Making sense of the lira plunge
If Europe and the United States try to exploit current financial difficulties of Turkey to apply political pressure, they will be making a serious mistake.
Since the beginning of the year, the Turkish lira has plunged some 40 percent against the U.S. dollar. Much of the nosedive occurred last week, after Washington announced higher tariffs for steel and aluminum from Turkey.
The Turkish authorities have put an evangelical American pastor, Andrew Brunson, on trial for alleged involvement with terrorist groups, as the Kurdistan Workers’ Party (PKK) is officially and internationally classified. The United States has asked him to be freed; Turkey, while relaxing Mr. Brunson’s two-year prison detention to house arrest, has said its judicial process is independent and must run its course. In retaliation, Washington imposed tariffs and put sanctions on two Turkish cabinet ministers.
We can now read and hear a cocktail of opinions about the lira crash, ranging from blaming the U.S. and especially President Donald Trump’s administration (the usual scapegoats) to castigating the domestic and foreign policies of President Recep Tayyip Erdogan (another favorite culprit).
Although these political actors and their administrations can trigger momentary movements (and in this case, their basically unrelated actions accelerated the currency’s weakening), the underlying causes of the market turmoil run much deeper.
Since Mr. Erdogan’s Justice and Development Party (AKP) took power in 2002, the Turkish economy has grown at a breakneck pace. However, as Turkey’s low savings rate did not provide sufficient capital, economic growth was largely financed in foreign currencies, especially in U.S. dollars and euros. This made Turkey’s rapid expansion dependent on foreign investment and capital inflows, and drastically increased business liabilities in foreign currencies. Since the country needs to import almost all of its energy along with most intermediate goods for exporters, it also runs a structural foreign trade deficit, worsening its payments balance.
With the U.S. Federal Reserve and the European Central Bank following policies of low or negative interest rates, Turkey – which offered higher yields and fast economic growth – was confronted with an excessive inflow of foreign capital. This kept the lira exchange rate strong.
When the Fed started “tapering” – in other words, phasing out quantitative easing and reintroducing higher interest rates – investors responded by cutting their exposure to emerging markets. Countries such as Brazil, Indonesia and Turkey were left without enough capital to keep financing growth.
Following the example of the U.S. and EU members, Turkey tried to stimulate the economy with strong public spending.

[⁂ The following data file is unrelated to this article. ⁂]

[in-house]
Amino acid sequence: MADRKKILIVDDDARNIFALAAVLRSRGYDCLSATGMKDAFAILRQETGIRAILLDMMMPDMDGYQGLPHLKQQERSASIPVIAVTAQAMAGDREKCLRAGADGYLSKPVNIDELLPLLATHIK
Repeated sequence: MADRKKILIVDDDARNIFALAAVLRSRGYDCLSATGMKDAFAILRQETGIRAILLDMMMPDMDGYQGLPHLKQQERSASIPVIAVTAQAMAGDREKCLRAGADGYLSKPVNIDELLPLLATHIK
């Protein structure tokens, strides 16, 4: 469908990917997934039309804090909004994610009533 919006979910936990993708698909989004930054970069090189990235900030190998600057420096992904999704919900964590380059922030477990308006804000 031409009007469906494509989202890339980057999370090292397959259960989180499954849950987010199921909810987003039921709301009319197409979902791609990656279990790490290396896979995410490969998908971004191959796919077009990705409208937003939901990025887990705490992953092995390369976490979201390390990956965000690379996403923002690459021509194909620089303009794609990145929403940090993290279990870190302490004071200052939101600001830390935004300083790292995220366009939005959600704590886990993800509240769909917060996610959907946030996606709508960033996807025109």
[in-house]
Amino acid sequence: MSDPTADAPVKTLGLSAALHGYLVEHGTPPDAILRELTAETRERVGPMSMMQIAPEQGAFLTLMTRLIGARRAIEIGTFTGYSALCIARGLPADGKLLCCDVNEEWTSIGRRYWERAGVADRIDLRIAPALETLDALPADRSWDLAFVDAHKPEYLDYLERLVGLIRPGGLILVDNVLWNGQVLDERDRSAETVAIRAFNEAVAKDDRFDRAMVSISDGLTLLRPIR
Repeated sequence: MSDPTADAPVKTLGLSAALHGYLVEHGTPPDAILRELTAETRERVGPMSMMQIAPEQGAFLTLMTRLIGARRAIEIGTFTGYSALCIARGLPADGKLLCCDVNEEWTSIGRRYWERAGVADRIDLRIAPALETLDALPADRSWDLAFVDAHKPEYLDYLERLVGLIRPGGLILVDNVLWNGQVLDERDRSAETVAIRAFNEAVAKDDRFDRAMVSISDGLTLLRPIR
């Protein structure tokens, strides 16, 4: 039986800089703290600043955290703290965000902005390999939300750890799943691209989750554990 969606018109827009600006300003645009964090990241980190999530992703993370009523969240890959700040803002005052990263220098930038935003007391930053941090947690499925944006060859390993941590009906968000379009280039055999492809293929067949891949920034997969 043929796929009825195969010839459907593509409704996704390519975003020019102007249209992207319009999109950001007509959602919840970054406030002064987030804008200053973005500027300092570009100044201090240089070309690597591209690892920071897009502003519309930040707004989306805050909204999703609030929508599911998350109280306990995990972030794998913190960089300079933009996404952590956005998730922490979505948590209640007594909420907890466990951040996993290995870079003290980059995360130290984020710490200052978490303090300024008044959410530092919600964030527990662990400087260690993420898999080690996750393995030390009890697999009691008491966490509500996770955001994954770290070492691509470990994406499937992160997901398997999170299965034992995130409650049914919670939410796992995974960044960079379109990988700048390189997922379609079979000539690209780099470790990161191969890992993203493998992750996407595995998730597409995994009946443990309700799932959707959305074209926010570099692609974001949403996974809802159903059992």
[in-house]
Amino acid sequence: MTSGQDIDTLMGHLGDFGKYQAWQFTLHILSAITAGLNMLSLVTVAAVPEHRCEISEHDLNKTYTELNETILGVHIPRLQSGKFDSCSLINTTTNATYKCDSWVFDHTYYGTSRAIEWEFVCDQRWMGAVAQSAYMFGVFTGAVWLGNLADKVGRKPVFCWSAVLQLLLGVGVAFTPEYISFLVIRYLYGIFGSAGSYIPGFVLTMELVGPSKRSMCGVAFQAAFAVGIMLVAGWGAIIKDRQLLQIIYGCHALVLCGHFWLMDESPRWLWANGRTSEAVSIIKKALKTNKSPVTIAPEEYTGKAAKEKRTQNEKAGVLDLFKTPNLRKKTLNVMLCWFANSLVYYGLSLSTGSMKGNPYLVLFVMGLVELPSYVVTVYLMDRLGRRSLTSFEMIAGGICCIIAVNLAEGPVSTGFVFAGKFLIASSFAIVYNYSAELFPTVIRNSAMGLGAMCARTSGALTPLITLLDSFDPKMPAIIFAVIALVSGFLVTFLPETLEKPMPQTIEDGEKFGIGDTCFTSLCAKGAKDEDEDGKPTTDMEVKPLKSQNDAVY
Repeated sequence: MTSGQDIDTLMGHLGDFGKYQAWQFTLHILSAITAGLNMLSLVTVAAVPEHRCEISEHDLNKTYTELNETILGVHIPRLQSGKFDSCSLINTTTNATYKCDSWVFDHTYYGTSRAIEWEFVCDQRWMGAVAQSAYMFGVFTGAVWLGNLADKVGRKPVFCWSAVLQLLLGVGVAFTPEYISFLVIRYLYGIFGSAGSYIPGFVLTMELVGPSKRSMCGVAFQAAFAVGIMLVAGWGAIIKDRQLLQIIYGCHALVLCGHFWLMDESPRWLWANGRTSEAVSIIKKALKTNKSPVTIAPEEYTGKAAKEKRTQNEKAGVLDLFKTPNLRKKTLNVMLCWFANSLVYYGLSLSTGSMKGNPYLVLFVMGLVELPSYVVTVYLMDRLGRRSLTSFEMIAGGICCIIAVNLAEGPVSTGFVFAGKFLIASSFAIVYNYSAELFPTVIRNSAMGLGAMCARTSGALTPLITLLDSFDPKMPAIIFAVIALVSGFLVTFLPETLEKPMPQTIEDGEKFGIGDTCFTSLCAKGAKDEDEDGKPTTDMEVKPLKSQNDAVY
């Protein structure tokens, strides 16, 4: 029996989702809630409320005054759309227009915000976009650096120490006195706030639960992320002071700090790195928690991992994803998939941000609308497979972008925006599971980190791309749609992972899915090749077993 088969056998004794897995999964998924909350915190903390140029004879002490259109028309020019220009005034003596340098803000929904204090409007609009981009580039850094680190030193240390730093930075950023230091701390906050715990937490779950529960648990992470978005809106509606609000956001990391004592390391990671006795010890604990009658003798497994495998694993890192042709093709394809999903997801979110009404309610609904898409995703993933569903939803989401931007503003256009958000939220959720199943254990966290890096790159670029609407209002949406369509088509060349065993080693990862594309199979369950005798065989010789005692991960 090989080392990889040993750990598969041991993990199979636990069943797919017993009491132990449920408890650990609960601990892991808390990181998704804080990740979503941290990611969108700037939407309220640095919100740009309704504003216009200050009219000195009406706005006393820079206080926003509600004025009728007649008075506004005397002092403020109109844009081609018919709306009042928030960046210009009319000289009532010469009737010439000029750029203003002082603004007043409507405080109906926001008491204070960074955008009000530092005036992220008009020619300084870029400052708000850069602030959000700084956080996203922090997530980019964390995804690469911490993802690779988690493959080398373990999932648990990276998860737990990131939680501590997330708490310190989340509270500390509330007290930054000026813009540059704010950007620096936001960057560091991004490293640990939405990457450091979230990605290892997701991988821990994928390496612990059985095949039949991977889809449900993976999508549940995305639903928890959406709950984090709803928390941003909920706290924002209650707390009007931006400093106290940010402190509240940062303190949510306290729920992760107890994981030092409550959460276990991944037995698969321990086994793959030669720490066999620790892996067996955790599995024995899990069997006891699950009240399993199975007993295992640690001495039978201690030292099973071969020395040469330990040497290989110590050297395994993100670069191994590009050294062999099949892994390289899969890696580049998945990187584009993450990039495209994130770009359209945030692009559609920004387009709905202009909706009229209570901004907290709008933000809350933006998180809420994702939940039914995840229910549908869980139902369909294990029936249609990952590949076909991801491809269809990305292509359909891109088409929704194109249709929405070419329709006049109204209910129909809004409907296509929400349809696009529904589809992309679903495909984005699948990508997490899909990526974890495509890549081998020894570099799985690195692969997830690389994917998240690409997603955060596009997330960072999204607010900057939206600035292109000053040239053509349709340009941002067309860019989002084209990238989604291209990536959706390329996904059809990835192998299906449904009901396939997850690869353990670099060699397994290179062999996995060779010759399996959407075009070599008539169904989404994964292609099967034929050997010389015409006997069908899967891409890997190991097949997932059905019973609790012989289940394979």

In the meantime, following the example of the U.S. and many European Union governments, Turkey tried to further stimulate the economy with strong public expenditures and interest rates that were perhaps lower than necessary. These policies have now resulted in downward pressure on the lira.
Given the export orientation of Turkey’s economy, there were good reasons for monetary policymakers to be wary about increasing interest rates, which could have resulted in a strongly overvalued lira. However, once the currency began to weaken, the large foreign debt of Turkish businesses became a very serious problem.
The Turkish economy is now caught in a vicious circle, partly due to its structural imbalances, but also to the unintended consequences of global monetary policies. The lira is becoming drastically oversold, just as it was probably overvalued in the recent past. This is the same trap that other smaller currencies have fallen into, because they are exposed through trade and investments to the extreme policies in the large currency areas – the U.S. dollar and the euro.
Washington cannot be blamed for these problems. However, taking advantage of Turkey’s financial difficulties to secure political gains (freeing Mr. Brunson, blocking procurement of Russian arms, influencing Ankara’s policies in Syria) will only worsen the lira’s downward spiral. In the long term, it might prove shortsighted. Experience shows that political bargains are more likely to be struck through quiet diplomacy, applying leverage behind the scenes, rather than by twisting arms in public. That only makes the negotiating partner lose face.
Europe would also be well advised to look for ways to help Ankara instead of indulging in schadenfreude. Turkey is an important partner in politics and trade. Berlin, at least, appears to have recognized this and will be receiving Mr. Erdogan for a visit in late August. One hopes the discussions will be constructive.
What Turkey needs now are friends. Bashing the country, or using the crisis to back it into a corner to achieve other objectives, can only backfire and make the monetary crisis worse. All it would accomplish would be to push a longtime ally in the wrong direction. It certainly will not help Ankara make the right decisions.